Global shares mixed after win by French centrist Macron


TOKYO (AP) — Global shares were mixed Monday after Emmanuel Macron, a centrist would-be reformer and supporter of the European Union, triumphed over far-right leader Marine Le Pen in the French presidential election.

France’s CAC 40 slipped 0.6 percent to 5,399.44 in early trading, following the Sunday’s balloting. It had risen last week to its highest level since early 2008 — before the worst of the global financial crisis — in anticipation of the result. Germany’s DAX lost 0.2 percent to 12,693.54. Britain’s FTSE 100 added 0.1 percent to 7,307.90.

U.S. shares also were also set to drift lower, erasing last week’s gains, with Dow futures down 0.1 percent at 20,929. S&P 500 futures fell 0.1 percent to 2,395.20.

Japan’s benchmark Nikkei 225 added 2.3 percent to finish at 19,895.70, reflecting investor relief over the election’s outcome.

South Korea’s Kospi index hit a record high ahead of a presidential election Tuesday, gaining 2.3 percent to 2,292.76. The vote caps a bout of turmoil triggered by an influence peddling scandal that brought about the impeachment of former President Park Geun-hye.

The euro, shared by France and 18 other countries, was trading at $1.0955. It had edged up 0.1 percent to $1.1013 late Sunday in Europe. The dollar rose to 112.62 yen from 112.59 yen late Friday in Asia.

Other Asian stock markets were also higher, cheered by the results.

South Korea’s Kospi added 2.3 percent to 2,292.76. Australia’s S&P/ASX 200 gained 0.6 percent to 5,870.90 and Hong Kong’s Hang Seng gained 0.3 percent to 24,547.98.

The Shanghai Composite lost 0.8 percent to 3,078.61, however, on weaker than expected trade data for April.

France’s CAC 40 index rose last week to its highest since early 2008 — before the worst of the global financial crisis — in anticipation of the result.

Macron’s win was anticipated but the race cast a long shadow over the continent given Le Pen’s desire to leave the 28-nation EU, with potentially catastrophic consequences for the region and its euro currency.

“Europe dodges a bullet here,” said Paul Christopher, head global market strategist for Wells Fargo Investment Institute.

Analysts said strong jobs data in the U.S., released late last week, added to the cheer in Asia. Attention was turning to other regional economic indicators, they said.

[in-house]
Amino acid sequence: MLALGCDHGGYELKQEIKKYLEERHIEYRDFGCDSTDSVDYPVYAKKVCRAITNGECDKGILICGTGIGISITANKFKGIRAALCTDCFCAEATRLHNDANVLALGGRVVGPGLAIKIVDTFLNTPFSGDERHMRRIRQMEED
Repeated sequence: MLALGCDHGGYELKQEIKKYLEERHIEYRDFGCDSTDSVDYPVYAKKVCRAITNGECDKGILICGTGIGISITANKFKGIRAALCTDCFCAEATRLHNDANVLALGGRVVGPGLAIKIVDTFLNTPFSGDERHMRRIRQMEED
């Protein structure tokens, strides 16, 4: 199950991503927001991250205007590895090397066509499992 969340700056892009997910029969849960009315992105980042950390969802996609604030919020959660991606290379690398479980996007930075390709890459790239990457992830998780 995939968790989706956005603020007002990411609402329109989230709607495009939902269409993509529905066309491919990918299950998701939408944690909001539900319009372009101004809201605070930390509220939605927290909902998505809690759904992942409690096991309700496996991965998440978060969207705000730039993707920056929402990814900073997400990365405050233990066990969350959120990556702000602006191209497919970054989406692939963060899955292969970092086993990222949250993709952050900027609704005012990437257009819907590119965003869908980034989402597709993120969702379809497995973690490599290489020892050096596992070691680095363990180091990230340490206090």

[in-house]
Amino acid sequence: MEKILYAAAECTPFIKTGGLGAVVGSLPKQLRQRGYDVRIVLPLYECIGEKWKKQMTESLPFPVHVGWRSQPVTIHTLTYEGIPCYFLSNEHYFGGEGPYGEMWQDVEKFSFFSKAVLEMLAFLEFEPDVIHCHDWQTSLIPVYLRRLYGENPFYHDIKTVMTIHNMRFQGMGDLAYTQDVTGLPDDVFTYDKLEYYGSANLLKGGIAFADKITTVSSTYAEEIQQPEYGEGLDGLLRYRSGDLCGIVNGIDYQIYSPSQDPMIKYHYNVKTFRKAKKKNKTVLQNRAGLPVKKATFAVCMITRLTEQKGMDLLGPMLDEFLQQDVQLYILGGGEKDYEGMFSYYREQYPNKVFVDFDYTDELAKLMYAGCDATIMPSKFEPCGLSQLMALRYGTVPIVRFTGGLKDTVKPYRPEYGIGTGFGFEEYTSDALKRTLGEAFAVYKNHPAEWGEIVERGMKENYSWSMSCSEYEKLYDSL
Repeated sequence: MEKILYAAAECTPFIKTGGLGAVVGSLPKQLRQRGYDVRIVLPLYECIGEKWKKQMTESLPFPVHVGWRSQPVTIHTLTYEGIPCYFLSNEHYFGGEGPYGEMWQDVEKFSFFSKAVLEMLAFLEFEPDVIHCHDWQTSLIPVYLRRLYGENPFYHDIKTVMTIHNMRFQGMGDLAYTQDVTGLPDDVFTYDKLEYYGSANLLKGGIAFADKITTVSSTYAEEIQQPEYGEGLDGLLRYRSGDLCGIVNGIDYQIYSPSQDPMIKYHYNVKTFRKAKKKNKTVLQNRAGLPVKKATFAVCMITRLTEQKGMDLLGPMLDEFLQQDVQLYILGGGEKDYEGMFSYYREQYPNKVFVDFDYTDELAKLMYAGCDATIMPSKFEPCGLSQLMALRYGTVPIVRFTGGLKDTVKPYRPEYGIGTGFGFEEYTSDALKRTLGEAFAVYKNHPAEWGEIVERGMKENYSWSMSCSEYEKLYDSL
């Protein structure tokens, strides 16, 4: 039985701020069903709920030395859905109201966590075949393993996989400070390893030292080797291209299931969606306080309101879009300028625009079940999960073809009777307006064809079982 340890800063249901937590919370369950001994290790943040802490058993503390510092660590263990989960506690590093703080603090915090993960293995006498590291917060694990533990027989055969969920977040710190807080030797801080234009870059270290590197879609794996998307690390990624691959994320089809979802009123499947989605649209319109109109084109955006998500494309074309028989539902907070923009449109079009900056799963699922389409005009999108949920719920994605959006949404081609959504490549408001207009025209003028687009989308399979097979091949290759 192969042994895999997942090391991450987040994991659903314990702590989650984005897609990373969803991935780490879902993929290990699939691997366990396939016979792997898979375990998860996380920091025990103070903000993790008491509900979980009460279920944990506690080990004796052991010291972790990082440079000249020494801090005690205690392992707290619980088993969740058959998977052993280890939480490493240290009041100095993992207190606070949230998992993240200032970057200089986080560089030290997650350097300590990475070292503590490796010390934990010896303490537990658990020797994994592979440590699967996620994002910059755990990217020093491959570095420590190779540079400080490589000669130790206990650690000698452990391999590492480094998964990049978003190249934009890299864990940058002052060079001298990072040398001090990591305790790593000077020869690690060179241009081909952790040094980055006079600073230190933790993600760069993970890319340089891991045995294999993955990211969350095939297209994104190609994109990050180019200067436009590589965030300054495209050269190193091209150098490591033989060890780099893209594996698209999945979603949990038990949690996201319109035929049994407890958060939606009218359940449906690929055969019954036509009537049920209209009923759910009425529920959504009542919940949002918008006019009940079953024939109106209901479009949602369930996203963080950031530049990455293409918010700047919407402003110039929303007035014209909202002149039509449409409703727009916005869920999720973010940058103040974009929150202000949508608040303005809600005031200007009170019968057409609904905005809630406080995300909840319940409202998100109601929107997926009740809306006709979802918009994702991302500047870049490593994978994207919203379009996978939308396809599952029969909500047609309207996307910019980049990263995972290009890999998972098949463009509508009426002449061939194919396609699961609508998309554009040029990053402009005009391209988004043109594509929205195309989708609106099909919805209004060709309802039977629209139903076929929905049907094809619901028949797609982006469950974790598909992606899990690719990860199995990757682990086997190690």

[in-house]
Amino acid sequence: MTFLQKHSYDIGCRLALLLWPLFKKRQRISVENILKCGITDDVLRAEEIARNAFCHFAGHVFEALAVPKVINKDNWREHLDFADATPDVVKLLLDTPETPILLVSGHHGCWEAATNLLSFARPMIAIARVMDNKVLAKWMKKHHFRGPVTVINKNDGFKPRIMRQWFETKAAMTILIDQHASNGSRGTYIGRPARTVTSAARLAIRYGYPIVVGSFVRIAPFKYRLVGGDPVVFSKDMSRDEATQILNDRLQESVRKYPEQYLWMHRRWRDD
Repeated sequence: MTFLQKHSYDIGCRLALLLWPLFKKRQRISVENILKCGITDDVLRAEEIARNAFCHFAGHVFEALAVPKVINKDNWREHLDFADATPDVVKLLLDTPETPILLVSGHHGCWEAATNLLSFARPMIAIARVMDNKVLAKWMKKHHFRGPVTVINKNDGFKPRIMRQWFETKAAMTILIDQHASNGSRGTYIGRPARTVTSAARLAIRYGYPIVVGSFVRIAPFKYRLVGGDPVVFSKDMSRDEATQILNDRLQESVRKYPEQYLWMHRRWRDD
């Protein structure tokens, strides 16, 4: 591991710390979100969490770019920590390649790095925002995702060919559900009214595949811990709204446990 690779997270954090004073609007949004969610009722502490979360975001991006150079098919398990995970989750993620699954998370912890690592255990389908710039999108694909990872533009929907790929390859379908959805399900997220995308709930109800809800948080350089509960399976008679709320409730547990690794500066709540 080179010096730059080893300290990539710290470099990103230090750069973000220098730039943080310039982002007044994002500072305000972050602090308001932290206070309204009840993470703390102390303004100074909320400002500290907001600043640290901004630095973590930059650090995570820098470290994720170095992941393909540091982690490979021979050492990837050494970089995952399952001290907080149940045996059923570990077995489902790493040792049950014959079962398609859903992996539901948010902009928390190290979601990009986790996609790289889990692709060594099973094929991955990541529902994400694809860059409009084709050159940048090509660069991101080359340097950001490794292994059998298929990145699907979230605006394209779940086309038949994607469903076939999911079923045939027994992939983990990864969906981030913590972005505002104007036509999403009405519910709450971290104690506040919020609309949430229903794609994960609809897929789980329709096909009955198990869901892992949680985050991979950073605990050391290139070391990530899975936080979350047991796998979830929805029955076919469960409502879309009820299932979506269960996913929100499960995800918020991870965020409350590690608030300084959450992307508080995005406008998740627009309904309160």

“A sense of normalcy has returned to the forex desks this morning as the final round of the French elections had the expected,” said Stephen Innes, senior trader at OANDA.

The rise in the euro was not as strong as it was after Macron’s victory in the first round of the presidential vote. Investors seem to have largely expected the outcome and polls showed him consistently in the lead by a wide margin going into the second round.

But analysts say the result lifts a huge amount of uncertainty for the European economy, which is just picking up some momentum after years of financial crises and stagnation.

“This is certainly positive for the European economy,” said Jacob Kirkegaard, senior fellow at the Peterson Institute for International Economics.

The possibility of a Le Pen presidency had unnerved some after polls had failed to accurately read the popular sentiment that led to Britain’s vote last year to leave the EU and the election of President Donald Trump. Le Pen’s proposals included holding a referendum on EU and euro membership — and experts agree the euro wouldn’t have survived the departure of its founding member and second-biggest economy.

“Macron’s election offers stability to Europe’s single market, and strengthens the EU’s position in the upcoming Brexit negotiations,” Margaret Yang of CMC Markets said in a commentary.

“With another area of political uncertainty clarified, investors will now focus on corporate earnings and the cyclical economic tail wind brought about by the broad recovery in global trading,” she said.

Macron has vowed to strengthen the EU and euro and to reform France’s economy, which hasn’t grown quickly enough in recent years to bring unemployment decisively below 10 percent. He will face a stern test in trying to do so as he will likely struggle to put together a majority in parliament for his year-old party in parliamentary elections next month.

In energy trading, U.S. crude oil gained 22 cents to $46.45 a barrel in electronic trading on the New York Mercantile Exchange. It had jumped 70 cents, or 1.5 percent, to $46.22 a barrel in New York late Friday. Brent crude, the standard for international oil prices, added 4 cents to $49.14 barrel in London.

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